March is Pet Poison Prevention Month, so we will cover the common pet poisons so you know what to watch out for. Our goal is to educate you so that you do not have to go through the stressful experience of your loved one being affected by any of these poisons.
Many cleaning products are fine to use around your pets. In any case, your cleaning product may have special instructions to ensure the safety of your animals.
For instance, if the label states, “keep pets and children away from the area until dry,” follow those directions to prevent possible health risks. Products containing bleach can safely disinfect many household surfaces when used correctly. However, they can cause stomach upset, drooling, vomiting or diarrhea, severe burns if swallowed, and respiratory tract irritation if inhaled in a high enough concentration. In addition, skin contact with concentrated solutions may produce severe chemical burns. Some detergents can create a similar reaction, and cats can be particularly sensitive to ingredients such as phenols. Phenols are organic compounds that you find in many products.
As a rule, store all cleaning products in a secure cabinet out of the reach of pets and keep them in their original packaging or a clearly labeled and tightly sealed container.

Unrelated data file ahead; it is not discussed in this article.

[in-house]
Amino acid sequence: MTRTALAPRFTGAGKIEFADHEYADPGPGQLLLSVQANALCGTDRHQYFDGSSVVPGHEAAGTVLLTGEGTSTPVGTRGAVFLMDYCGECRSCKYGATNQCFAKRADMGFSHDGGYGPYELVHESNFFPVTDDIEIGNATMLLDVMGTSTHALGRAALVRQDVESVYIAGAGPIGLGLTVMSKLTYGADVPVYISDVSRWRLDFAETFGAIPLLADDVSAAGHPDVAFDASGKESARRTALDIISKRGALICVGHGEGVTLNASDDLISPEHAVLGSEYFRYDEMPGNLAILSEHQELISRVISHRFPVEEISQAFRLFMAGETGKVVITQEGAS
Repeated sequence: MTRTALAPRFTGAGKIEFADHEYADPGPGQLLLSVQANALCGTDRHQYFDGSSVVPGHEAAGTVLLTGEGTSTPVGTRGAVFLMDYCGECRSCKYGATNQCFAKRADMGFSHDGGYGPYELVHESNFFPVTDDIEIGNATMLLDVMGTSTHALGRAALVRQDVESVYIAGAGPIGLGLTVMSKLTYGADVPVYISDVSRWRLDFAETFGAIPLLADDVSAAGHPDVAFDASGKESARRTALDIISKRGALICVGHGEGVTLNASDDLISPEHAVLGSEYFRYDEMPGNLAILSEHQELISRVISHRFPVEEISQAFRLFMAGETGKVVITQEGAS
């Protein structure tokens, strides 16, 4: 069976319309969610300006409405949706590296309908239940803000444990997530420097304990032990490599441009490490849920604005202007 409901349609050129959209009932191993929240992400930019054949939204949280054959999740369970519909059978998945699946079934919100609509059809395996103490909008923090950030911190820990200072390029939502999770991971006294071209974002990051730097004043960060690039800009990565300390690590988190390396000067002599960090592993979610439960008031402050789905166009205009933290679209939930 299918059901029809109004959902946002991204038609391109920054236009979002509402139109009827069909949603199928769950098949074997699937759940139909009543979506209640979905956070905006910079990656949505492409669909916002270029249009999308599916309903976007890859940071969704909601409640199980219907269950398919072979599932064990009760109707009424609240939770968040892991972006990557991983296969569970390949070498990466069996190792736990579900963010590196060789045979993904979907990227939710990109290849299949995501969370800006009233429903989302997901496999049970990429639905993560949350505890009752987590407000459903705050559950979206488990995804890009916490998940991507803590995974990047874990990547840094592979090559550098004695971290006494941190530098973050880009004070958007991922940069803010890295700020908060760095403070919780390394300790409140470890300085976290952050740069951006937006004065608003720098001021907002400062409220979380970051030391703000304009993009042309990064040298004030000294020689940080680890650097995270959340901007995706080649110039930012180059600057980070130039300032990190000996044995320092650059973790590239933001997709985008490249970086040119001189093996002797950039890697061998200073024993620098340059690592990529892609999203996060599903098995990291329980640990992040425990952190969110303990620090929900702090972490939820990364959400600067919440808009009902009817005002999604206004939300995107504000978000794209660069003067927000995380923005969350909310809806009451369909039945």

Some forms of air fresheners can be quite toxic, especially to animals (and children!) who might ingest the substances or cannot avoid the parts of the home where air fresheners are used.
The ingredient list for most air fresheners are volatile organic compounds (VOC). VOCs are organic chemicals that have a high vapor pressure at room temperature. These substances can cause a long list of maladies. According to the Environmental Protection Agency, the health effects of VOCs may include:
- Eye, nose, and throat irritation
- Headaches, loss of coordination, lethargy, and nausea
- Damage to the liver, kidney, and central nervous system
- Some VOCs can cause cancer in animals; some are suspected or known to cause it in people
Essential oils, which are included in many air freshener products, can be very toxic, especially to cats. If you simply must have essential oils in the home, make sure they are kept in a location where your pets cannot come into direct contact with them.
For more information about air fresheners and essential oils toxicity to pets, you can access the article from PetMD here.
Some of the common plants to ensure your pets avoid here in Nevada are:
- Wild parsnips
- Poison ivy
- Stinging nettles
For more information about plants and spring hazards please read our article on Spring Hazards.
As with household cleaners, read and follow label instructions before using any type of insecticide, pesticide, herbicide, or rodenticide in your pet’s environment. For example, flea and tick products labeled “for use on dogs only” should never be used on cats or other species, as severe or even life-threatening problems could result. Always consult with your veterinarian about the safe use of these products for your pet.
It can be difficult to keep pets out of gardens. We recommend using safe and non-toxic alternatives. Here are some sites to give you some ideas:
The All American Turf
Better Homes & Gardens